3. Dear All, motivated by Evan’s 9750 EuroBricks hacking challenge, I tried to get my beloved ZX81 (Zeddy) in touch with the LEGO Interface A (#9750). It appears as if TLG never wondered into Sinclair world; they were more on the professional IBM, Apple, Acorn, Commodore, and Philips side of things. Expensive things that is, not on the el cheapo side, where I was. My Zeddy is an ISSUE ONE (as it is printed on the PCB, I am not exaggerating here!) machine from 1981 … Does the text above sounds familiar? Yes, I just c/p’d from my ZX Spectrum thread posted earlier. And yes, my posts in this regard may be annoying, but so are super cars. Or Cada stuff, 2++ m tall cranes, ++$600 sets – >only< to me, that is! And here is to feeling good! The Zeddy is one of a kind, I can tell … its design is beyond belief – in the absolutely positive sense. Made for the masses, using incredible techniques. IBM just went ballistic with regard to parts and pieces in their original PCs and then XTs (which I am madly in love with). 8000 something German Mark in 1983. And TLG was sailing along – after three more years they introduced Technic Control, and PC’s, XT’s, Apples, and so on were the prime machines targeted for that technology – in schools that is … no way to go cheap there! There was a nice ad in the back-then magazines (this one from the 1983 April issue of Sinclair Projects: So, here we go again: The Sinclair “interface” for LEGO Interface A is exactly the same as described earlier on EB for the ZX Spectrum, so there is nothing to add. The edge connector layouts of the Speccy and Zeddy are “identical” (for the Zeddy’s contact range); thus the interface for #9750 I built into the ZX Printer case along with the printer’s edge connector plug/cable are fully compatible. All that is needed is (again) CE#, RD#, and WR#; CE# is enabling reading/writing from/to the interface and includes resolving address and memory request (MREQ#). Why not I/O request (IORQ#) as for the Spectrum? Simply because standard ZX81 BASIC does not feature the OUT/IN command/function. Machine code works well using the Z80 out/in directives as well on the ZX81 of course, but I like to keep it simple; BASIC command POKE and function PEEK are my best friends. Both issue MREQ# rather than IORQ# for getting access to the data bus. The really crazy part is the address decoding, which should be compatible with the 1kByte ZX81 base unit as well as with a Zeddy having a 16k Sinclair RAM pack attached; who knows what I will program into these sheer endless rows of empty bytes … Here’s what we are dealing with: The 8kByte ROM of the ZX81 has 13 address lines A0 to A12 (0x0000 to 0x1FFF) – so Sinclair only attaches these with no further decoding of A13, A14, and A15. In other words, the ROM also responds to addresses from 0x2000 to 0x3FFF, and so on (these additional “regions” are sometimes called “shadows”). However, for one, there is the clever Ferranti ULA, which is connected directly to the Z80 CPU using all 16 address lines, and always knows what’s going on in the system. And the ULA can control the ROM and RAM access via its RAMCS# and ROMCS# outputs. It does clean up the address mess a bit but certainly not everything, as it has other, way more important things to do. If you want to dig any further, I recommend starting here: https://www.zx81keyboardadventure.com/2023/02/zxio-interface-for-zx81-part-2.html As my Zeddy does have a 16kByte RAM pack attached, which is located at 0x4000 to 0x7FFF, followed by ROM shadows 3 and 4, which are followed by 16k RAM shadow 1, all 64k addresses are in use. Furthermore, the 16kByte RAM pack does not have a RAMCS# input. I did not want to open it (again that is, needed to do it a couple of years ago to replace two 4116 memory chips); I was thus left with cleaning out ROM shadows and use corresponding addresses to read from/write to the ZX Printer interface which in turn talks to #9750. This approach has been frequently used back in the days as well of course; see for example this article also referenced in the above zx81keyboardadventure blog thread on page-1. And without further ado, here is my approach to a) free up addresses 0x2000 to 0x3FFF (the first ROM shadow) and establish 8 (memory mapped) I/O ports for – well – controlling 8 #9750 interfaces: As I am going cheap here, in the tradition of Sinclair Research Ltd., I am using only 2 TTL chips from the 1980’s (this an essential is part of @evank 's challenge!), to get 8 I/O ports (and not only one, as described in the ETI article referenced above) at the addresses 0x2000 to 0x2007, when address lines A0, A1, A2 are actually connected to the 3 channel select inputs of the 74LS138 de-multiplexer. OK, in principle only; currently I have hard-wired only one I/O port at 0x2000 (8192 dec), as all three channel select inputs of 74LS138 are connected to ground (L), which always resolves to output Y0#. Only when this chip is enabled though, otherwise Y0# is H. Taking advantage of the 3 enable inputs (FE1 needs to be H AND FE2A# needs to be L AND FE2B# needs to be L) allows appropriate address decoding when the de-multiplexed A, B, C input information (3 bits = 8 combinations = 8 I/O ports) is used to select an Y# output port. In the above configuration, A15 AND A14 AND MREQ# need to be L AND A13 needs to be H (= CPU memory access to address 0x2000), and as A-C are L = 0, Y0# then goes L. This is exactly the same approach I used for the ZX Spectrum – in other words, I can use the exact same interface described before built into the ZX Printer case. This is also in the tradition of Sinclair Research, of course; the ZX Printer works on both the ZX81 and the ZX Spectrum. Now the ROM shadow needs to get kicked out; this is done by inverting Y0#, and use one additional npn transistor as “tristate” driver: When Y0# = L, the output of IC2c is H and the transistor pulls the ROMCS# line high (ROM = not responding), when Y0# = H, the output of IC2c is L and the transistor is in “high impedance” state and the ULA can do whatever it wishes to do on the ROMCS# line. The only thing left is to route the Y0# (CE#), RD#, and WR# lines to the interface as well, as was also done for the Spectrum. And now we can add the good’ol Zeddy (Grrrrrr …) to the list of 8 bit machines operating the LEGO Interface A. At >very< low cost: Left: The Zeddy - a full-blown 8bit computer! The tape is for insulation. Soldered extra wires are for connecting to the "interface" shown on the right. This is the circuit enclosed in blue in the above schematic. Left: "Interface" mounted to the PCB. Right: Focus on the 16kByte RAM pack (me and photography, this was on purpose, of course) and the ZX Printer interface connecting to #9750. The Sinclair workspace - here, the Zeddy illuminates the 4.5V light bricks: POKE 8192,63 does it ... This is the program playing the lights as shown in this video: https://bricksafe.com/files/Toastie/zx81/ZX81 8750.mp4 All the best, Thorsten
  4. Dear All, motivated by Evan's Eurobricks 9750 hacking challenge, I tried to get my beloved ZX Spectrum (Speccy) in touch with the LEGO Interface A (#9750). It appears as if TLG never wondered into Sinclair world; they were more on the professional IBM, Apple, Acorn, Commodore, and Philips side of things. Expensive things that is; not on the el cheapo side, were I was. My Spectrum is an Issue.3 machine from 1983 –Sinclair introduced the legendary ZX Spectrum in 1982 – as successor of their legendary ZX81 from 1981, which was the successor of their legendary ZX80 from, guess when, yeah 1980. And yes, I do like the Sinclair machines very much, as they taught me (a low income chemistry student) how computers work on the hardware level, at the lowest price tag possible (so I could afford these machines) and they taught me how machine language and assembly works. A very nice coincidence regarding LEGO Technic Control and computer hardware for the masses in the 1980’s is shown in the photograph below: The background is a copy of one page of the service manual of the ZX Printer, which came out in 1981. I also had one for printing endless lines of Z80 disassembly code (mostly for cracking the copy protection of video games, see “print” on the right). At the top center there is a Technic 4.5V motor (#6216), a Technic disk with 4/8 black sections (#2958) attached to the hole of an 4.5V light sensor brick (#1161); actually the latter has an IR emitter and IR sensor inside. The Interface A powers and reads these and thus the status of the disk: Black = 1/off, white = 0/on. TCLogo running on a PC samples the >change event< with 1kHz temporal resolution, has two counters, and calculates the frequency of the changes, among other things, and makes them all available to the user. Well written assembly code >is< fast … On the bottom there is the main board of the ZX Printer along with its DC motor – and a disk and the light emitting diode. The disk has transparent and reflective sections (many more as compared to the Technic disk) but the principle of operation is absolutely the same. The Ferranti ULA took care of all the above; the Spectrum (or ZX81) just had to send “make dot”. Here we go: Inside my Speccy, the address lines A5 to A7 and the I/O request (IORQ#) line of the Z80 CPU are already hooked up to provide 8 “chip enable” signals (L=enabled), that I can “freely” use. Due to the “interesting” I/O port address decoding of the Spectrum’s very own hardware (>every< even address activates something in the ULA – Ferranti’s uncommitted logic array chip. It does almost everything other than CPU/memory stuff), care has to be taken upon addressing further I/O ports. Address 1 works, 2 does not, 3 works etc. Sinclair did that for cost saving purposes of course, as the address decoding is kept to the absolute minimum. The Z80 CPU has 16 address lines, which means a lot of decoding to filter out one specific address. Now, other add-on hardware (Sinclair Interfaces 1 and 2, or one of the myriads of third party vendor products, for example) then need to tip-toe between the even addresses – and when they went cheap as well, entire address ranges are blocked as well. Back then (1986 that is) I “blocked” the address range A5 - A7 with all A0 – A4 = 1 (no even addresses!), which gave me 31 (0x1F, bin 1 1111), 0x3F, 0x5F, 0x7F, 0x9F, 0xBF, and 0xFF as I/O port addresses. My ZX Interface 1 does not use these, so they actually work, even today. I used I/O port 1 = 0x1F for 32k bank switching, 0x3F for turning an LED on and off. The latter is the port I am using here to control #9750 as well. The BASIC commands are (as usual …): OUT 63, data (data = 0 to 63 for any of the 6 channel configurations) – this turns also the front panel LED on LET i = IN 63 (which returns the status of the 6 9750 output channels as well as the 2 sensor channels – this also turns the LED off). I simply copied the LEGO #9771 ISA card approach using two 74LS373 transparent D-flip flop latched as described in detail here. This is a rather elegant way of getting instantaneous feedback on the output status using rather cheap, but electrically powerful chips (TTL drivers). I/O address decoding is done in the Spectrum’s gut as shown in lower left blue box in the schematic below, with the 3 “extra” (see below) lines RD#, WR#, CE#: How does it work? When the Z80 writes to an I/O port, it puts the corresponding address on the address bus, pulls IOREQ# low, puts the corresponding data on the data bus and then pulls WR# low. The address is decoded by 74154; the corresponding output (0 – 15) goes low, but only when the chip’s outputs are enabled, which is the case, when EN1# and EN#2 are both low. EN2# is always low as it is tied to GND, EN1# when IOREQ# is low. IC3c (NOR gate) receives the Q1# output signal on one input, WR# on the other. When both are low, C of IC5a goes high and the transparent latches follow the signal at its 8 (6 only used for #9750) D inputs which are connected to the data bus of the Speccy. During this time, the Z80 holds the data from the BASIC "OUT" command static on the data bus. Upon pulling C high again (write cycle is over), IC5b freezes-in the 8 data inputs and clocks them onto the corresponding Q outputs connected to #9750. As OC# is always low, the outputs of IC5a are always enabled. When the Z80 reads from an I/O port, essentially the same things as above happen; now the RD# line is pulled low (somewhat delayed, i.e., closer to the rising edge of IOREQ#), and data are transferred to Z80 the accumulator register. However, the outputs of IC4a, again transparent D latches, are only enabled, when the correct address + IOREQ# + RD# is active, i.e., for a very brief moment. It has to be this way, because the Q outputs of IC4a are connected to the system’s data bus and would crash it at once when RD# goes high again (read cycle done). Most of the time pin C of IC4a is high (in contrast to IC5a, where it is always low = enabled), so the Q outputs are in tristate (high impedance or simply “not there)”, but the D inputs constantly read a) the state of IC5a’s outputs and b) the two sensor lines from 9750, i.e. they are always up to date. Upon a valid read request, pin C of IC4a goes low – at the same time its outputs are enabled: #9750 status freezes-in and is clocked onto the Q outputs = Z80 data bus. I like this approach using the transparent latches very much! This is of course owing to the fact that TLG’s programs (TCLogo and the like) write the “code” 00010101 (0x15) to #9750, then read back the #9750 status (the sensor readings are stripped, as they may have changed in between OUT and IN). The remaining connections required for the interface (data lines D0 – D7, +5V, GND) are obtained from the edge connector of the Spectrum’s PCB. Although I have the corresponding bare plug, I wanted to use the ZX Printer cable and case as interface box, as an homage to Sir Clive Sinclair : For the parallel Atari and the serial PC interface (USB and/or RS232), I made brick-built cases. Initially I tried using an Intel 8255 PIO (https://en.wikipedia.org/wiki/Intel_8255) as communication hub for #9750 (= total overkill, but I had three of the PIOs) – because it is a fun chip, debuting in the mid 1970’s. I guess I got the addressing wrong; a 8255 wants to know, what to do upon powering up, default is all three 8-bit I/O ports = inputs. I could not get the configuration right – I guess the ULA was addressed as well and things totally screwed up. I shall give it a second try “later”. I thus reverted to TLG’s “2x 74LS373” design, and made a perfboard version of the circuit shown in the schematic above, which fits into the ZX Printer case. I used the original printer cable (rewired inside the plug, as the printer uses other signals then #9750, such as address lines) and made no changes to the outer appearance of the printer. There are only 12 wires available; thus the 3 extra wires from the Speccy came in handy as additional inputs to the interface. Absolutely not nice, but: works. I guess a black ribbon cable looks nicer, but right now I don’t have one. Upper two pictures: (Left) Perfboard mounted into the printer case and (right) connector to #9750 and address decoding board. The latter is simply tying together RD#, WR#, and CE# controlling the C and OC# inputs of the two 74LS373. I made this extra board so that a different approach using 74LS374 just requires exchanging them for the 373’s (they have the same pinout), which are clocking in the data upon any rising edge at their CLK input (recall that 373’s freeze in data when C = low and set their outputs accordingly; no edge trigger required, and the Q outputs follow the D inputs when C = high). 374’s thus need a slightly different address decoding using NOR gates – and thus only the additional board needs to be replaced. This board is attached with Dupont type connectors. Upper two pictures: Finished interface without (left) and with (right) metalized paper roll inserted. I need to make a cover for the soldered pins of the 20 pin flat cable connector I desoldered from an old Shimadzu mass spec in the lab; otherwise the paper may cause shorts. Almost forgot: The switch S1 in the schematic above is actually the original paper feed switch of the ZX Printer, located at the top right of the case. Sinclair used this switch upside down: The knob sits in a fitting mount on the bottom of the printer case; a plastic rod extension with a little knob at its upper end is the switch’s actuator – you are pressing the switch body onto its fixed knob – I love it. Simply ingenious. In my setup, the switch pulls the "OC#" line of IC 5a high, and thus turns it's outputs off - should something go wrong on your TC LEGO model and #9750 is not in reach. And finally here is the entire ZX Spectrum + ZX Printer interface + LEGO Interface A – the program running is the old-fashioned TLG version; but this time, the presence of #9750 and the interface is checked by asking for the answer to the ultimate question of life, the universe, and everything, which is 101010 of course: BTW: I think the LEGO Interface A “look” very nicely matches up with the ZX Spectrum and ZX Printer design; too bad TLG did not see that, back in 1986. Sinclair BASIC at its best: The program does this: https://bricksafe.com/files/Toastie/zx-spectrum-and-9750/ZX9750.m4v Best wishes, Thorsten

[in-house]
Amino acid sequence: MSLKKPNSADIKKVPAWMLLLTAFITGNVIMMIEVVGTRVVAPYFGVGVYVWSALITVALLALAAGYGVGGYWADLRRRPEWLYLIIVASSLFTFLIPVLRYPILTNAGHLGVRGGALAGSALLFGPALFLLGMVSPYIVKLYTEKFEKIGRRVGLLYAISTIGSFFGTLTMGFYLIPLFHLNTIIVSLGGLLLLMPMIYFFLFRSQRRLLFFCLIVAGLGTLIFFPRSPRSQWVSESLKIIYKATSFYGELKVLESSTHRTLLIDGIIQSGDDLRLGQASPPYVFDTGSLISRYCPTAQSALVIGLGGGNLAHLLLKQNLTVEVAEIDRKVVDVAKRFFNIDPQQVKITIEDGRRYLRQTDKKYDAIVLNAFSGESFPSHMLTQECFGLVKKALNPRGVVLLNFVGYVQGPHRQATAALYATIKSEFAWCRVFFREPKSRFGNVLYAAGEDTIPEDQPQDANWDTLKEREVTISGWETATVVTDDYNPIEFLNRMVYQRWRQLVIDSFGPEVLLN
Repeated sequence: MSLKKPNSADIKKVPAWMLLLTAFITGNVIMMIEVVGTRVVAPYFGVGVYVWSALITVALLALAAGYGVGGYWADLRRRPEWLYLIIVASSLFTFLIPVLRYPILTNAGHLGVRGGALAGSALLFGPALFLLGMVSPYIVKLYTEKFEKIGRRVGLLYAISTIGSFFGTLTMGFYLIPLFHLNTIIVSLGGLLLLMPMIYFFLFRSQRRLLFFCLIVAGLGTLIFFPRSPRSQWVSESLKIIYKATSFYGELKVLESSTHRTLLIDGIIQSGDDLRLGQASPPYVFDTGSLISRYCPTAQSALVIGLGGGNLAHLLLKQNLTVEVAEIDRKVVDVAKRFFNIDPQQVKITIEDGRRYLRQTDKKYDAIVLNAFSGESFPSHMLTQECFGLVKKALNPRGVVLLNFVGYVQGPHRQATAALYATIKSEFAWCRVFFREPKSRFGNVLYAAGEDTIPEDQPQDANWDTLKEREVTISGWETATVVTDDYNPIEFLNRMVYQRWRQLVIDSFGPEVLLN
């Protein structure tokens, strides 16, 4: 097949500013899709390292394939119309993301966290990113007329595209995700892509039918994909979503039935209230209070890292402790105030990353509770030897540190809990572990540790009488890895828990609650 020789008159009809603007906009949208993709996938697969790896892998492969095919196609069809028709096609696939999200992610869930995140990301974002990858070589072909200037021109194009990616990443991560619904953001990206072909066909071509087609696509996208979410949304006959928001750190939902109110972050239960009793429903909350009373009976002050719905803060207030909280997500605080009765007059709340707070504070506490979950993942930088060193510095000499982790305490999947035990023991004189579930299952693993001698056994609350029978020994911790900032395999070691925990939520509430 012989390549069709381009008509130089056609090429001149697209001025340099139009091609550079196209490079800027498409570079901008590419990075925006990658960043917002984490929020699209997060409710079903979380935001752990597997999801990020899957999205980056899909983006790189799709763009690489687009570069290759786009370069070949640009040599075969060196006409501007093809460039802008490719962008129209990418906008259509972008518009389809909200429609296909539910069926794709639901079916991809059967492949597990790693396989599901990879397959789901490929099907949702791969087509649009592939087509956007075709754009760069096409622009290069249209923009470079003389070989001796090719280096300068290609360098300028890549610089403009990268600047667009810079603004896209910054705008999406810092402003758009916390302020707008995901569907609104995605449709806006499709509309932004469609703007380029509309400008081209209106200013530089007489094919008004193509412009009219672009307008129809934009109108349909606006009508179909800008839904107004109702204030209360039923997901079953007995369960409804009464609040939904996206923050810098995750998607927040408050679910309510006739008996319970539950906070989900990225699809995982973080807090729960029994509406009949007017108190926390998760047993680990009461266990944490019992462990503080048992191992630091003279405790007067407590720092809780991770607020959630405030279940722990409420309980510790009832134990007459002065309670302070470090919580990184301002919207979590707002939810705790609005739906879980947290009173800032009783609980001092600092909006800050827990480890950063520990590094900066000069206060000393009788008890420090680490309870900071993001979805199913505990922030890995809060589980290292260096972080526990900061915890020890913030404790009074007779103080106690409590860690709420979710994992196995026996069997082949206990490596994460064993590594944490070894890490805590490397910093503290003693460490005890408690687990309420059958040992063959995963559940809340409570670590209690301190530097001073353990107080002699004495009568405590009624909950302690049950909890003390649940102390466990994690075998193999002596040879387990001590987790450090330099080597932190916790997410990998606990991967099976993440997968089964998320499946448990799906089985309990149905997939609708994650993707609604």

5. I was thinking after posting my tc11 entry, what would be your ideal contest on eurobricks? I thought about it and what if it was a c model contest, or a track car contest, or even a rally contest. I would love to hear your thoughts, Aventador Edit: I am not making a contest, I am just asking for thoughts